Dialogue: Merce + John (1972)
Happy 100th, John Cage! Cage made his first headline visit to the Walker in 1964 (as musical advisor to the Merce Cunningham Dance Company) and he would return with Cunningham many times over the next 25 years in a variety of incarnations, including four artist residencies.
Cage created his own instrumentation to fit the precise needs of his compositions. He viewed all sounds as legitimate musical territory. In his quest to locate a music that held no fixed meaning but would elucidate the oneness of everyday life and art, he embraced the use of silence as sound in formal composition (as in his classic 4’33”).
Centennial celebration events are happening all over the country and internationally. Check out the list here (and take a moment to enjoy the photo of Cage in a birthday hat and send a birthday wish).
The Alhambra Vase
Late 14th - Early 15th century
Earthenware painted over glaze
H: 77.2 W: 68.2 cm
Spain“Mariano Fortuny, the famed textile and costume designer, bought the Freer Vase from a tavern in Granada. The bronze stand, inspired by the Fountain of the Lions at the Alhambra, was designed by Fortuny. The vase is missing its collar, neck, winglike handles, and lustered surface, but is a close cousin to other surviving Alhambra vases, including the vase known as the Alhambra Vase, now in the Museo de la Alhambra in Granada. Its present state only hints at its former appearance, as it must have been among the most magnificent of all of the late Alhambra vases. Its pleasing proportions are accentuated by the placement of an inscription band at its widest point; the contents of the inscription are unique among these vases. This inscription is autonomous, in that, it makes the vase speak in the first person. Like the inscription on the pyxis and other inscriptions that survive in stucco at the Alhambra palace, this one asks the viewer to contemplate the beauty of the object and its setting.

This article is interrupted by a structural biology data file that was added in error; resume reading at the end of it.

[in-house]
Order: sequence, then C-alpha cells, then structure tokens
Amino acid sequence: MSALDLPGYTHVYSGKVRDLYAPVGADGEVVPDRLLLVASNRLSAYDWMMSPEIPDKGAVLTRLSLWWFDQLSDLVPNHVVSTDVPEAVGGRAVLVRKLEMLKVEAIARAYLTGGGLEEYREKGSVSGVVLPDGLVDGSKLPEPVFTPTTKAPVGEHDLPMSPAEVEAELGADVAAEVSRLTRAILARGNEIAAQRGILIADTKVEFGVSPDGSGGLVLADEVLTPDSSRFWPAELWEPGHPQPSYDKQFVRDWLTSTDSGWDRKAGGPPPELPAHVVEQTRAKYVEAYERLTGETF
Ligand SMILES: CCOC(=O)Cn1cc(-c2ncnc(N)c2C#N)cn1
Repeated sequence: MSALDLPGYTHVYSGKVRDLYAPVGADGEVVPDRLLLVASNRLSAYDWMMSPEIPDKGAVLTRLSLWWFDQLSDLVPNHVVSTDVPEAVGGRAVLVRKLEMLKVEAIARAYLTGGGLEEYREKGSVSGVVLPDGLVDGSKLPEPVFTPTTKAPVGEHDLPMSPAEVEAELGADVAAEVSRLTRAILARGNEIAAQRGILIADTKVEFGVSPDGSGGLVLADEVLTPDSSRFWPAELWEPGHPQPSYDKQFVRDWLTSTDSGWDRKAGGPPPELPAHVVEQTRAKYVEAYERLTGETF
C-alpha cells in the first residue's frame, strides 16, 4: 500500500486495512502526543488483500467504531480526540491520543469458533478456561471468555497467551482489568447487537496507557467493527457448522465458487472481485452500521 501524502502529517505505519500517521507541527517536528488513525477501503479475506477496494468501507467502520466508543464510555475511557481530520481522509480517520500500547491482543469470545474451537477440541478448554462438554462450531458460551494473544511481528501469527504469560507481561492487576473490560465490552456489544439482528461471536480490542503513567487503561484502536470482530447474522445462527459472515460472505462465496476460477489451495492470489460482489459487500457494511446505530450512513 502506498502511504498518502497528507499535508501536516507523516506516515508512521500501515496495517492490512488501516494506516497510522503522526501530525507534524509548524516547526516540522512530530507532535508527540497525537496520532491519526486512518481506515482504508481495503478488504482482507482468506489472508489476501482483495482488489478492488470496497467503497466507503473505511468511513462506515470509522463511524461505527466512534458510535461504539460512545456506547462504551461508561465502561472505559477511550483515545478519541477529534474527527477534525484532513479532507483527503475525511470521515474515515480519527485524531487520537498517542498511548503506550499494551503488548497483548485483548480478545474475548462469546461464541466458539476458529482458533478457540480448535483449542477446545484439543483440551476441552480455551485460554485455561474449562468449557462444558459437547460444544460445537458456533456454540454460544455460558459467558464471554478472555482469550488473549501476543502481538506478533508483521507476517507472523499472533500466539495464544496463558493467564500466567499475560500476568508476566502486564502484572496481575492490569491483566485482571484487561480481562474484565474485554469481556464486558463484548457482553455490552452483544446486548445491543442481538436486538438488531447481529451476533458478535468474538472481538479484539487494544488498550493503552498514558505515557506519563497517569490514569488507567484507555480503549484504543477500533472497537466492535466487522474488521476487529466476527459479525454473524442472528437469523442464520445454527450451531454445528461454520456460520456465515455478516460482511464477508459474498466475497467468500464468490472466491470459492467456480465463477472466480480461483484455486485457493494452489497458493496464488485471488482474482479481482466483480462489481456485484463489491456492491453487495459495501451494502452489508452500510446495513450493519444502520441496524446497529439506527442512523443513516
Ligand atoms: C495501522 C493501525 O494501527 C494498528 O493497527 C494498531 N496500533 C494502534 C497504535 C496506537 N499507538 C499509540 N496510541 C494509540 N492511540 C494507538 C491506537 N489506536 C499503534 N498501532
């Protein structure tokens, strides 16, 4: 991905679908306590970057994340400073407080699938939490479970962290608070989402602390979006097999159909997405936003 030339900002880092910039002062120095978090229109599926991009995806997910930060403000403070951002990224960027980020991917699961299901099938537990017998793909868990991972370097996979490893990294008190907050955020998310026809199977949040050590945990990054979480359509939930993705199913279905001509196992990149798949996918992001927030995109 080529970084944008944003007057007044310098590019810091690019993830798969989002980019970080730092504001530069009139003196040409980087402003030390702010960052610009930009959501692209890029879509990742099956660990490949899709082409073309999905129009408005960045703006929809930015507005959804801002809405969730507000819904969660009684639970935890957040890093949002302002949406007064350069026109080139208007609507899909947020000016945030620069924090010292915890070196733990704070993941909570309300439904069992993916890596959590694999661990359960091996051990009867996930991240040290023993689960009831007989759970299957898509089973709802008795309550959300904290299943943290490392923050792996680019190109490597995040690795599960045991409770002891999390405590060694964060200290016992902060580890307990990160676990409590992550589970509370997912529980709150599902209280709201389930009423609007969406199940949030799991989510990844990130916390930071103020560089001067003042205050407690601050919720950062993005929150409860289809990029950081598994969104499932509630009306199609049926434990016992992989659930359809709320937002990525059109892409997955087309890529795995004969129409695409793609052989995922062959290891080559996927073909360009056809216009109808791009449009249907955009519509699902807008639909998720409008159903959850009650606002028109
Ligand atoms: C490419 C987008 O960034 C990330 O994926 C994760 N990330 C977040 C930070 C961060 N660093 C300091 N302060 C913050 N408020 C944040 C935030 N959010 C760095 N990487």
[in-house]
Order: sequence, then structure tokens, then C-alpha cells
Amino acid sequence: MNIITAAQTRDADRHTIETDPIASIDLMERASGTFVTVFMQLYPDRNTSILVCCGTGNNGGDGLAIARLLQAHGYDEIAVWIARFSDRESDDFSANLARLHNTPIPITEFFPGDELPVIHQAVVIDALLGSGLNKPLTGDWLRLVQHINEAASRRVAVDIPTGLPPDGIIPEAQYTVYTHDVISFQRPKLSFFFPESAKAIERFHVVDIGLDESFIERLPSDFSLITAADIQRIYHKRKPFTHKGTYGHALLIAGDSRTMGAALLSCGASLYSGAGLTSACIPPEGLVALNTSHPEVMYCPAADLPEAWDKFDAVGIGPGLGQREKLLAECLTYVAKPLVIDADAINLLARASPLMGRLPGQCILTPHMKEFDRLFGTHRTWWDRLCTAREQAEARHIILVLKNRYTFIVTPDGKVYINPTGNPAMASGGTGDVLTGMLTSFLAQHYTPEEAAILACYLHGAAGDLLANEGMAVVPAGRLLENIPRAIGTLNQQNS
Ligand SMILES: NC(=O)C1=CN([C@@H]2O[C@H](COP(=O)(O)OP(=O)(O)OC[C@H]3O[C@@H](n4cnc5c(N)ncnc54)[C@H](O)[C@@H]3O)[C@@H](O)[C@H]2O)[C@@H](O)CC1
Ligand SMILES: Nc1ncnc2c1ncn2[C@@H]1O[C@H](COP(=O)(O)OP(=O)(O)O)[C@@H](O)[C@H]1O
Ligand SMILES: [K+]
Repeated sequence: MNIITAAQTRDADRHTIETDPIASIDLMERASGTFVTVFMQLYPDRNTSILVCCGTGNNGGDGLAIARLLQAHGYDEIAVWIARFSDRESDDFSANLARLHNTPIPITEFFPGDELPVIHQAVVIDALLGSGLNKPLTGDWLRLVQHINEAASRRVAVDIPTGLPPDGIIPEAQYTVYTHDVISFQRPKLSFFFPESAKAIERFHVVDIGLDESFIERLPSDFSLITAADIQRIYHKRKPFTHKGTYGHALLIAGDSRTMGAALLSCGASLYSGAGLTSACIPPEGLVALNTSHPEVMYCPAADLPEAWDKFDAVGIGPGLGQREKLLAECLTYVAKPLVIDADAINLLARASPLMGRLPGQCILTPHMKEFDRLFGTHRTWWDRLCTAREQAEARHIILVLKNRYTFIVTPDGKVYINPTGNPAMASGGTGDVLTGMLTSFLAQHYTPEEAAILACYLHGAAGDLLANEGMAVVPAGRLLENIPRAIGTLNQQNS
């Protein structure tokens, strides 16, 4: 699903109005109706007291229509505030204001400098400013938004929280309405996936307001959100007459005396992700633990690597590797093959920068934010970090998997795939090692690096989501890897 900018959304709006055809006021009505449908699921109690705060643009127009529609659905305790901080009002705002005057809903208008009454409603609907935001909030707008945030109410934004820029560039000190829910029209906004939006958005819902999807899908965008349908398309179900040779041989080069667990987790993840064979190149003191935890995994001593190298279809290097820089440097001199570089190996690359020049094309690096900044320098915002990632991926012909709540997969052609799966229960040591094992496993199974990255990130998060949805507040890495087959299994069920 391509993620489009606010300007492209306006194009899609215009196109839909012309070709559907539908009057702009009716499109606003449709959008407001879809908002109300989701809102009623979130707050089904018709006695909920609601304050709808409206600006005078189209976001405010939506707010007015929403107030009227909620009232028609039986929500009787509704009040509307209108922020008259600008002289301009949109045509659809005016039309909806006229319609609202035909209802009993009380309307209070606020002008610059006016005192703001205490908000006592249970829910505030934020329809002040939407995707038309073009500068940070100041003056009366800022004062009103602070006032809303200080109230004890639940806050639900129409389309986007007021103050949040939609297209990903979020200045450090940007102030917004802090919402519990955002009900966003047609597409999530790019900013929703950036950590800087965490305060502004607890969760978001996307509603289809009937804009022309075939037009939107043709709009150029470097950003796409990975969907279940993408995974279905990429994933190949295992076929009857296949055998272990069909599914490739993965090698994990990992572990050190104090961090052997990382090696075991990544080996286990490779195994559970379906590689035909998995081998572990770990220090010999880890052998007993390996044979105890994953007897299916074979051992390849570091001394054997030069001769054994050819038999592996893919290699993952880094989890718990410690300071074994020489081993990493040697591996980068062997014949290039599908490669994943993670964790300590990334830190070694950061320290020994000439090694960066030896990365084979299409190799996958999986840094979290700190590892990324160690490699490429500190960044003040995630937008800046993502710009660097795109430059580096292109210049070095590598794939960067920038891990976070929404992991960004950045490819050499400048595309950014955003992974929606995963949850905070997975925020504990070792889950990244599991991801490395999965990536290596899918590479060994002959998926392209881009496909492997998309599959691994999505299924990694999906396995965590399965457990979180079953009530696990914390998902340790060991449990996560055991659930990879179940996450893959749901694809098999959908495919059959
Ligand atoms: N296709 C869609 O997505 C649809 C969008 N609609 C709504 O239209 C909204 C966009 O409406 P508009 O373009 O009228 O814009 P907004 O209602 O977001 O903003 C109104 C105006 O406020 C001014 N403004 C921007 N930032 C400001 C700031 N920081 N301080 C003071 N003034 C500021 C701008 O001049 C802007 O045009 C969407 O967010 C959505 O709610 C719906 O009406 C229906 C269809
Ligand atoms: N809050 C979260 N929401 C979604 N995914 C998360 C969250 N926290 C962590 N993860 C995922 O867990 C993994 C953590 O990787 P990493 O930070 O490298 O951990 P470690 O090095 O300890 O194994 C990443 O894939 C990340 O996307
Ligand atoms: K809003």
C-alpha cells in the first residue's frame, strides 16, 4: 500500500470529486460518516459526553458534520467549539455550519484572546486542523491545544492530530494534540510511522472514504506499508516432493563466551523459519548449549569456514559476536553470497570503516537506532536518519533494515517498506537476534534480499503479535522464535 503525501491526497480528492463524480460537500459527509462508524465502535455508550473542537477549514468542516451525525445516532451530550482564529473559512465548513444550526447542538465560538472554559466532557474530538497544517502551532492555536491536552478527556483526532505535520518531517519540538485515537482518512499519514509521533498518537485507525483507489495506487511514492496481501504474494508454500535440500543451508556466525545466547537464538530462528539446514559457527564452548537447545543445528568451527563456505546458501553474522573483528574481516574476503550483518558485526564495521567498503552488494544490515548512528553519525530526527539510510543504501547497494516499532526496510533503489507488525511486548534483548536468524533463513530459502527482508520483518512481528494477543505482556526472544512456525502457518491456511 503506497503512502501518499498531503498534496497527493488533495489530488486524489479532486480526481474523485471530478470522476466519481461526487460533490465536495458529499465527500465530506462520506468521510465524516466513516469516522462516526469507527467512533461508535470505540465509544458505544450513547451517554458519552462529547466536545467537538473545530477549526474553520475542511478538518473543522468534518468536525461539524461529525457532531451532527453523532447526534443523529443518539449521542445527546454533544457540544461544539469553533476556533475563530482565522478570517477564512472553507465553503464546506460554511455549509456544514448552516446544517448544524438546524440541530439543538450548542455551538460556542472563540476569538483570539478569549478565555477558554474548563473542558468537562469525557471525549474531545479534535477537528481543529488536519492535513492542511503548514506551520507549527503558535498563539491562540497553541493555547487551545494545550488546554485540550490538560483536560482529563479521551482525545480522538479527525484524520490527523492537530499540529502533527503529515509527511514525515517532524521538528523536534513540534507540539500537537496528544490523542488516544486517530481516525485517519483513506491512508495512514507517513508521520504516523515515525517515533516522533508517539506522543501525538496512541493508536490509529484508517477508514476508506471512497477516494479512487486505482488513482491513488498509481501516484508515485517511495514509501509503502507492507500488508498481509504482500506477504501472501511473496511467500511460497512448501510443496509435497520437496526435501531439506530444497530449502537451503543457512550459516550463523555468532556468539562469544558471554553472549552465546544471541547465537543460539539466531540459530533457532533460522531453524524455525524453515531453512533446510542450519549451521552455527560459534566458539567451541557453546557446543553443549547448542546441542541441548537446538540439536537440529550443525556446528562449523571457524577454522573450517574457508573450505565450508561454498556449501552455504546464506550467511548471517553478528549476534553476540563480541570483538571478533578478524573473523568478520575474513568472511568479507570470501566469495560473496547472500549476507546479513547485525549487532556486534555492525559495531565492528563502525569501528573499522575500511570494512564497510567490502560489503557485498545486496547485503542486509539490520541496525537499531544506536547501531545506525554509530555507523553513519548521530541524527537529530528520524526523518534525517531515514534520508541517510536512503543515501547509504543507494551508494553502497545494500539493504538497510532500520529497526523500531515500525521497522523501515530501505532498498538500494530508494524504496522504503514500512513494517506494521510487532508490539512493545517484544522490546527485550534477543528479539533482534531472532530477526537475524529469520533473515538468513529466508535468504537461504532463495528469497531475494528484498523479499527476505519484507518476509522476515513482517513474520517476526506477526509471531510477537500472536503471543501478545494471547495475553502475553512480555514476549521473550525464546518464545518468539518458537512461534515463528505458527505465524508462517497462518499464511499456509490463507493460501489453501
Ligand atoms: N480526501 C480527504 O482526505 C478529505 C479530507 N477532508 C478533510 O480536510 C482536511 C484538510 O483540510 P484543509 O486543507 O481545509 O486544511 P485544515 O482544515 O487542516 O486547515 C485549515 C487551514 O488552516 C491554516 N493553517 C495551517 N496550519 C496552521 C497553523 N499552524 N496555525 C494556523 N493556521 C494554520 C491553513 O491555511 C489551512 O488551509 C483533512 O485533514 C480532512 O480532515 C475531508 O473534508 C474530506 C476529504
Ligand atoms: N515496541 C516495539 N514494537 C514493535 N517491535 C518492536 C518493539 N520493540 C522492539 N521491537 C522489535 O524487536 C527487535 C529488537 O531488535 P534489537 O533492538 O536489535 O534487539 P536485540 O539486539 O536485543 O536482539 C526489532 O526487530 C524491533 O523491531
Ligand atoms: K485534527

Inscriptions: Deer: Good health; Roundels: Good health. Central band: O thou onlooker who art adorned with the splendor of the dwelling / Look at my shape today and contemplate: thou wilt see my excellence / For I appear to be made of silver and my clothing from blossoms / My happiness lies in the hands of he who is my owner, underneath the canopy.”
Coccolithophores are microscopic algae that first appeared 220 million years ago, and flourished during the cretaceous period. They produce peculiar plates called cocoliths out of calcium carbonate, and incorporate them into their shells. As they die and sink to the ocean floor, they remove carbon from the atmosphere and produce chalk. This biological activity is an important regulator the global carbon cycle.
White Handed Tree Frog - Hudson Garcia
(Froggie, what long legs you have!)
Self-portrait at the Easel, 1532
From Wiki: “Sofonisba Anguissola (also spelled Anguisciola) (c. 1532 – November 16, 1625) was an Italian painter of the Renaissance.
Sofonisba Anguissola was born in Cremona, Lombardy around 1532, the oldest of seven children, six of whom were daughters. Her father, Amilcare Anguissola, was a member of the Genoese minor nobility. Sofonisba’s mother, Bianca Ponzone, was also of an affluent family of noble background.